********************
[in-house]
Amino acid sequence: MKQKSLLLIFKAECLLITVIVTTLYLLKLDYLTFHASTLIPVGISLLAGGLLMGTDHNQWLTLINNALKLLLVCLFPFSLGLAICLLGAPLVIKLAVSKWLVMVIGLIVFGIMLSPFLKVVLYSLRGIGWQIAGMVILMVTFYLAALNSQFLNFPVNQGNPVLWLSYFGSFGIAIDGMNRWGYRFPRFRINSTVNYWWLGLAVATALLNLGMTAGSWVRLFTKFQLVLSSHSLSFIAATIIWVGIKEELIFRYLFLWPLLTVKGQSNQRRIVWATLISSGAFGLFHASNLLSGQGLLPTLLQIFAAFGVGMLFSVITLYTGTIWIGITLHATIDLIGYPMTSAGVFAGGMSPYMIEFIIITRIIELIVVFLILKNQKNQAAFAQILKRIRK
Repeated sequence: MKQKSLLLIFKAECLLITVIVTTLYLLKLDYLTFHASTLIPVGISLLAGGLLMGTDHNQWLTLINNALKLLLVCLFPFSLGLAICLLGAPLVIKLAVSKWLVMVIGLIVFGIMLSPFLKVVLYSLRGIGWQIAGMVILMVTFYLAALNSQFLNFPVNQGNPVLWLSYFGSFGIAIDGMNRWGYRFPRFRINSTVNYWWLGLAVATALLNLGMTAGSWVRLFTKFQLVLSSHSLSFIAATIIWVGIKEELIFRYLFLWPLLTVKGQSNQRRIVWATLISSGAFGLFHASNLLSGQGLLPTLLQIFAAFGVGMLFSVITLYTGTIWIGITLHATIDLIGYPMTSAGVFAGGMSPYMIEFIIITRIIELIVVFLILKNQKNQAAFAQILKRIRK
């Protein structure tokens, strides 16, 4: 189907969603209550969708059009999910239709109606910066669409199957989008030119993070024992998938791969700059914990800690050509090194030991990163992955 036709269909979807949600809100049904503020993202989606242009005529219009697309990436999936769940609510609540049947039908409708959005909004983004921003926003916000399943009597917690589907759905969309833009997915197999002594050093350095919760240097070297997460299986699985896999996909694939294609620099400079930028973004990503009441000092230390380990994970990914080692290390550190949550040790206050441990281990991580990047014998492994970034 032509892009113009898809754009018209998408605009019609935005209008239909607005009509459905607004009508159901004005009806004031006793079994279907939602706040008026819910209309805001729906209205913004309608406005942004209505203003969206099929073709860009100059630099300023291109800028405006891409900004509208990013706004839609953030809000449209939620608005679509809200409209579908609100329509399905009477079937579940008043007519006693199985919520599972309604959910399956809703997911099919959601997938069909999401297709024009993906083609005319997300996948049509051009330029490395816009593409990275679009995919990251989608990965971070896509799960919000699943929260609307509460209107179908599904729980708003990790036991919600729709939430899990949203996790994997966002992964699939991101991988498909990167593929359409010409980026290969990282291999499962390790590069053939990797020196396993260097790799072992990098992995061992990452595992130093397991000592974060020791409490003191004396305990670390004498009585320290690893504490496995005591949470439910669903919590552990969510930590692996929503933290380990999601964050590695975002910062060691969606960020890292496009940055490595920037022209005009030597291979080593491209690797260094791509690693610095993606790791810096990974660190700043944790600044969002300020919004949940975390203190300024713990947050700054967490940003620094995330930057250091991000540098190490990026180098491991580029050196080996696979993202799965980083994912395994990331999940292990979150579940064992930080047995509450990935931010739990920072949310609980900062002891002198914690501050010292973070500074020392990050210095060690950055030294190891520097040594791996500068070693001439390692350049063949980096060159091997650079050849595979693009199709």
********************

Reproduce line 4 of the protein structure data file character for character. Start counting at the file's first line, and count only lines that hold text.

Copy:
């Protein structure tokens, strides 16, 4: 189907969603209550969708059009999910239709109606910066669409199957989008030119993070024992998938791969700059914990800690050509090194030991990163992955 036709269909979807949600809100049904503020993202989606242009005529219009697309990436999936769940609510609540049947039908409708959005909004983004921003926003916000399943009597917690589907759905969309833009997915197999002594050093350095919760240097070297997460299986699985896999996909694939294609620099400079930028973004990503009441000092230390380990994970990914080692290390550190949550040790206050441990281990991580990047014998492994970034 032509892009113009898809754009018209998408605009019609935005209008239909607005009509459905607004009508159901004005009806004031006793079994279907939602706040008026819910209309805001729906209205913004309608406005942004209505203003969206099929073709860009100059630099300023291109800028405006891409900004509208990013706004839609953030809000449209939620608005679509809200409209579908609100329509399905009477079937579940008043007519006693199985919520599972309604959910399956809703997911099919959601997938069909999401297709024009993906083609005319997300996948049509051009330029490395816009593409990275679009995919990251989608990965971070896509799960919000699943929260609307509460209107179908599904729980708003990790036991919600729709939430899990949203996790994997966002992964699939991101991988498909990167593929359409010409980026290969990282291999499962390790590069053939990797020196396993260097790799072992990098992995061992990452595992130093397991000592974060020791409490003191004396305990670390004498009585320290690893504490496995005591949470439910669903919590552990969510930590692996929503933290380990999601964050590695975002910062060691969606960020890292496009940055490595920037022209005009030597291979080593491209690797260094791509690693610095993606790791810096990974660190700043944790600044969002300020919004949940975390203190300024713990947050700054967490940003620094995330930057250091991000540098190490990026180098491991580029050196080996696979993202799965980083994912395994990331999940292990979150579940064992930080047995509450990935931010739990920072949310609980900062002891002198914690501050010292973070500074020392990050210095060690950055030294190891520097040594791996500068070693001439390692350049063949980096060159091997650079050849595979693009199709």